Nature of new high yield issuance points to continued rally

Nature of new high yield issuance points to continued rally PART 1 OF 1

Nature of new high yield issuance points to continued rally

Nature of new high yield issuance points to continued rally

Interested in HYG? Don't miss the next report.

Receive e-mail alerts for new research on HYG

Success! You are now receiving e-mail alerts for new research. A temporary password for your new Market Realist account has been sent to your e-mail address.

Success! has been added to your Ticker Alerts.

Success! has been added to your Ticker Alerts. Subscriptions can be managed in your user profile.

The high yield market is on track to break the yearly issuance record.  Year-to-date issuance is currently at $279 billion with over two months left in the year and only $10 billion left to surpass the 2010 record of $289 billion.

While fund inflows have been partially responsible for the issuance, the total volume issuance has not been fully funded by new funds.  This year around 60% of the new issues have been refinancings, primarily driven by corporate issuers taking advantage of the low interest rate environment.  Much of the refinancing was overdue last year, but market conditions at the time forced issuers to delay refinancing to avoid locking in unfavorable yields.

The resulting increased issuance volume, originally driven by the refinancing, has lowered the debt yields significantly and further enhanced market conditions to favor issuers.  In turn, issuers continue tapping the market opportunistically as they chase and aim to lock historically low rates.  At the same time, decreasing rates have caused the debt prices (face value) to rally, fueling the Q3 rally of the USD debt capital markets and motivating investors to continue injecting liquidity into the market.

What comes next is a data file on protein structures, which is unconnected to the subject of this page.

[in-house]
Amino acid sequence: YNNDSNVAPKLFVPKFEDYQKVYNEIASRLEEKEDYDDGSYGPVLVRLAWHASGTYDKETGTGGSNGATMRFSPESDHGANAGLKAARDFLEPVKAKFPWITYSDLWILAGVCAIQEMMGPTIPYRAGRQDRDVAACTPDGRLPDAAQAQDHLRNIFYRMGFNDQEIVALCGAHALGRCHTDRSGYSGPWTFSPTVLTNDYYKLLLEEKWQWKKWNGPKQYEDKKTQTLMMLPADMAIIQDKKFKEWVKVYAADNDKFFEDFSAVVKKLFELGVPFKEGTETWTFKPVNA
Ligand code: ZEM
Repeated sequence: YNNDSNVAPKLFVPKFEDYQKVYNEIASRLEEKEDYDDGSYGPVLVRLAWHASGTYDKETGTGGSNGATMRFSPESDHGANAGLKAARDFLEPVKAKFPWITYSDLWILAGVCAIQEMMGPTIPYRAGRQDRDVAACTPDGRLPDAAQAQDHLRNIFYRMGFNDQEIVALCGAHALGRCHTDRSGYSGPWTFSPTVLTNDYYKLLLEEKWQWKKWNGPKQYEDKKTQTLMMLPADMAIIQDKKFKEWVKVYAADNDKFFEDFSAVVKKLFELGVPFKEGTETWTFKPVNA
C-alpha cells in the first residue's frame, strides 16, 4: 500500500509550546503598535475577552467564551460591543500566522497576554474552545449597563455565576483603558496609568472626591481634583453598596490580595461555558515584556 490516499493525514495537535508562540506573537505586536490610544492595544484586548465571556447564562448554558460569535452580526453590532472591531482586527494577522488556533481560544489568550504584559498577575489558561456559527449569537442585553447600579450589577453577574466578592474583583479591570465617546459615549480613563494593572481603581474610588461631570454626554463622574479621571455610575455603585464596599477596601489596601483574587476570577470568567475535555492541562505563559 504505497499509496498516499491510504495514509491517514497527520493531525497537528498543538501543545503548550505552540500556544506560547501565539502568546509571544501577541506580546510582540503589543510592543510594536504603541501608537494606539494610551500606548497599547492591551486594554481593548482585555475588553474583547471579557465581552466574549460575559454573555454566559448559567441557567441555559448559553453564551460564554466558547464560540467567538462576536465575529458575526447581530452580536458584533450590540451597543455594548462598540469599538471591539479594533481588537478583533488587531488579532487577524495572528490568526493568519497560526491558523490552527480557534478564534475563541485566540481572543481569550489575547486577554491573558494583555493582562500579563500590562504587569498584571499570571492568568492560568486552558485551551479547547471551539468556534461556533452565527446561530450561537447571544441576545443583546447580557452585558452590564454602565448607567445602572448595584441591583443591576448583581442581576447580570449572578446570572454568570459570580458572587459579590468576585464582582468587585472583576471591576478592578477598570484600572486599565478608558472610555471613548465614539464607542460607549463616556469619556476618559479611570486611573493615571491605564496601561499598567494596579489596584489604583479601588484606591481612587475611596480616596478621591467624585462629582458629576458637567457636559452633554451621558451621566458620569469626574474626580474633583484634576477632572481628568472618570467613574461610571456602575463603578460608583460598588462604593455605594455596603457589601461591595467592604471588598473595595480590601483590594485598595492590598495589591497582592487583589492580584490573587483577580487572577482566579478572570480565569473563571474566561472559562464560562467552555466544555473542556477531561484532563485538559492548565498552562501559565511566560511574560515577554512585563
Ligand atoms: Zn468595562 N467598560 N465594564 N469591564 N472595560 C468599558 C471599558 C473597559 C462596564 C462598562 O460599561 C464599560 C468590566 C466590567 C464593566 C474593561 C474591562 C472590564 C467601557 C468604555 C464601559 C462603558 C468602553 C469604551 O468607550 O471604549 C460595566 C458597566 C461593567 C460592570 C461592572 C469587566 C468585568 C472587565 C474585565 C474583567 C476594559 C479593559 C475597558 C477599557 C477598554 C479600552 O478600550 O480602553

Riskier issuance points to prolonged rally

Early October saw three weeks of fund out-flows, reflecting investors’ skepticism of a prolonged rally, though recent issuance has shown the market riskier structures that have priced at very favorable yields for the issuers.

The graph below shows that issuances rated single B or lower amounted to 58% of all issuances year-to-date. While this value is similar to that of previous years, the proportion of CCC deals is much higher, implying riskier issuance as investors move down the ratings searching for additional yield.  Also noteworthy are several recent Pay-In-Kind, or PIK, bond issuances to fund dividends, such as IDQ, EMS, Petco, Jo-Ann Stores and very recently Dematic Holdings.  Currently there is at least one more PIK deal down the pipeline. PIK bonds give the issuer the option to either pay a cash coupon or “pay in kind,” at a slightly higher rate (generally 75bps higher), which means that the principal of the bond is increased by the amount of the PIK interest.  Each subsequent issuance has come to market with more aggressive non call periods that under normal market conditions would be unacceptable for investors, especially given these were all CCC+ rated issuances.

 Nature of new high yield issuance points to continued rally

The increasing recapitalization transactions, large share of lower rated deals and riskier structures pricing at exceptionally low yields signal that the investors are still willing to buy and fund the present rally.  The high yield bond ETFs such as iBoxx $ High Yield Corporate Bond Fund (HYG) and SPDR Barclays Capital High Yield Bond ETF (JNK) will continue to benefit if the high yield market maintains its course.


Please select a profession that best describes you: